box2-bgTraditionally lagging other industries, health care facilities such as hospitals are finally starting to catch up in computer use. For decades, computers were relegated to back-office administrative functions in hospitals, or as peripheral PCs to high-end imaging and radiology systems. Along came pressure from government regulations such as patient privacy and insurance portability (HIPAA) and Medicare/Medicaid information systems, along with advances in technology like medical billing systems and telemedicine. The biggest and more recent catalyst from the government and the health care industry is wider use of Electronic Medical Records (EMR) – digital versions of patients’ charts, and Electronic Health Records (EHR) – sharing of patients’ health records between medical facilities. Although customized health care software remains expensive, licensing flexibility and cloud-based approaches have made it affordable, and the cost of PCs has decreased significantly. As a result, hospitals of all sizes, from rural areas to large metropolitan centers, have gradually increased their computer use. They have done this to reduce costs, to be compliant with government regulations, and provide better care to their patients overall.

Hospitals today are bringing computers closer to the health care professionals and closer to the patients in order to increase efficiency, but also increase accuracy. Computers are often wall-mounted or deployed at all nurses’ stations within a hospital in order to ensure that patients’ charts are more easily accessible and updated more accurately. Computers may also be mounted on medical carts with secure medication dispensing systems that ensure that patients receive the right medications at the right time, every time – reducing the chance of error and increasing patient safety. These same computers mounted on carts can be used to interact with the patients at their bedside, displaying lab and radiological results, and engaging patients in private real-time discussions with their doctors regarding their diagnosis and treatment.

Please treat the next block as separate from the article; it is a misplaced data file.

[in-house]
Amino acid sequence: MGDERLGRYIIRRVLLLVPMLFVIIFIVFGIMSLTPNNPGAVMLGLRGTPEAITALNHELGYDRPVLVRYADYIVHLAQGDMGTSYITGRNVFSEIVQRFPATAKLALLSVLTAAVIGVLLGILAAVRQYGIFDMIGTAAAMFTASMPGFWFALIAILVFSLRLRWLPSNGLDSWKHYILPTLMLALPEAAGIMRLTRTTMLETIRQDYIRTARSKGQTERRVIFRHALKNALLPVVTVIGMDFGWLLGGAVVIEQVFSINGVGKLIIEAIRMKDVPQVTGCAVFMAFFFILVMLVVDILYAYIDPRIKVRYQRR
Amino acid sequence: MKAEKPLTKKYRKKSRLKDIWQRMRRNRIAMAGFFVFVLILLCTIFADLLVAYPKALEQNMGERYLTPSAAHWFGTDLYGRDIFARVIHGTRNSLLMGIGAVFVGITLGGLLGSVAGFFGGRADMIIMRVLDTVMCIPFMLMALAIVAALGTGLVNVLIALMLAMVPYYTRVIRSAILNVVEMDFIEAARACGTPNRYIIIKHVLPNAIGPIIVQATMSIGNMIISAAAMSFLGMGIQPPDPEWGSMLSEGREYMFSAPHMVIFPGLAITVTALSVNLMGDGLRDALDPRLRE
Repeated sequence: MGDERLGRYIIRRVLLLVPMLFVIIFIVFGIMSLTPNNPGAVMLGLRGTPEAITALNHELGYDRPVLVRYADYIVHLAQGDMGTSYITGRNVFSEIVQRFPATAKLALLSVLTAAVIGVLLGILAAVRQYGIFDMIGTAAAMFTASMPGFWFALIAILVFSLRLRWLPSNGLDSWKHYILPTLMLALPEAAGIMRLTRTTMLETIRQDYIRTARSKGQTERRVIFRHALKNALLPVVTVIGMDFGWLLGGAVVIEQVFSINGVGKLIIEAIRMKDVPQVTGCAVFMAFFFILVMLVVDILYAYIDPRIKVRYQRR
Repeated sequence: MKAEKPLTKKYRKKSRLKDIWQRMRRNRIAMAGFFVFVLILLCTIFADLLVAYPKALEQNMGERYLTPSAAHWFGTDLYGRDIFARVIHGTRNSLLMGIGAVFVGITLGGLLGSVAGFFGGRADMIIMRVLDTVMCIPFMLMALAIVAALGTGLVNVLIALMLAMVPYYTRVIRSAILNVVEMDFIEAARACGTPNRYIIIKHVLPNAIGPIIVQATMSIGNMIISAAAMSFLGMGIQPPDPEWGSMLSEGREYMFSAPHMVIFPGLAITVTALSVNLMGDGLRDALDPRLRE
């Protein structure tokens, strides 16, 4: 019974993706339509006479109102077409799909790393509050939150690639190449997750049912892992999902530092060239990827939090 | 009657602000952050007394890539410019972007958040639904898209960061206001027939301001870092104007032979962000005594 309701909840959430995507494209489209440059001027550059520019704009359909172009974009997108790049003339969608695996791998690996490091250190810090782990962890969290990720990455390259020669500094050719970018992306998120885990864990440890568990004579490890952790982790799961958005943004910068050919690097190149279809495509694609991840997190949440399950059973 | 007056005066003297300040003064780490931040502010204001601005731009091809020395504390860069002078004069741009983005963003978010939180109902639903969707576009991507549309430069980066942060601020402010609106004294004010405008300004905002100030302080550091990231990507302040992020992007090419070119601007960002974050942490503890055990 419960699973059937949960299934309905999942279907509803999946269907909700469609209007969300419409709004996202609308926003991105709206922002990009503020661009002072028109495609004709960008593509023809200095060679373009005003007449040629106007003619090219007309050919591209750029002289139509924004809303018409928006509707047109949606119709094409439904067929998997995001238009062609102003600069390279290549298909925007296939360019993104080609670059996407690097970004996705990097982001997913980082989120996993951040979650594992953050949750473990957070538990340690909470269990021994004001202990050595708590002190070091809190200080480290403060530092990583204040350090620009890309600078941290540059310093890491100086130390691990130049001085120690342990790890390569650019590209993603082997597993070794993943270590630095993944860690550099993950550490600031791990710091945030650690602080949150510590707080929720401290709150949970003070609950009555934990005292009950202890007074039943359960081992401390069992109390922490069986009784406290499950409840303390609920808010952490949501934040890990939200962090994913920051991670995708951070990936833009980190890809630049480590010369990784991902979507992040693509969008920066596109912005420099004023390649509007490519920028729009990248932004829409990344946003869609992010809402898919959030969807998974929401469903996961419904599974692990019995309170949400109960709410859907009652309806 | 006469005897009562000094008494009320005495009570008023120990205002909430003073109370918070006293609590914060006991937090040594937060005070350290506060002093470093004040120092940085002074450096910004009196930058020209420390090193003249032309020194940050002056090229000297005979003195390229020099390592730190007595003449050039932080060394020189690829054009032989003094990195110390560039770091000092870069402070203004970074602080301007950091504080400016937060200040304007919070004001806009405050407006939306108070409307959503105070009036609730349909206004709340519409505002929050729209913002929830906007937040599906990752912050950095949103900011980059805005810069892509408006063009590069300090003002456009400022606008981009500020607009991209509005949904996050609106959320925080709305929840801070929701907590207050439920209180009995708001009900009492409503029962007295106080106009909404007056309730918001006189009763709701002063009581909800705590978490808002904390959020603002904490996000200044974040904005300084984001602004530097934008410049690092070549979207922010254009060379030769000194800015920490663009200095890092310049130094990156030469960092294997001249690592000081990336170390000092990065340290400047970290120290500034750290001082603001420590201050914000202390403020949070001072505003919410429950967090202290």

Other areas within the hospital are increasing their computer use as well. Laboratory facilities and radiological departments use PCs to conduct tests, but also enter results into patients’ medical records. Doctors may collaborate with other specialists and colleagues outside the hospital using telemedicine – a computer-based communication and data sharing system. Administrative departments, medical billing departments and the reception desk or information center all use PCs to keep the hospital running. Going forward, every department within a hospital facility will be using computers, with software that ties everything into one system within the hospital and external to the hospital: collaborators, insurance providers, laboratories, testing facilities, and patients themselves.

What are some unique uses of computers that you’ve seen in hospitals?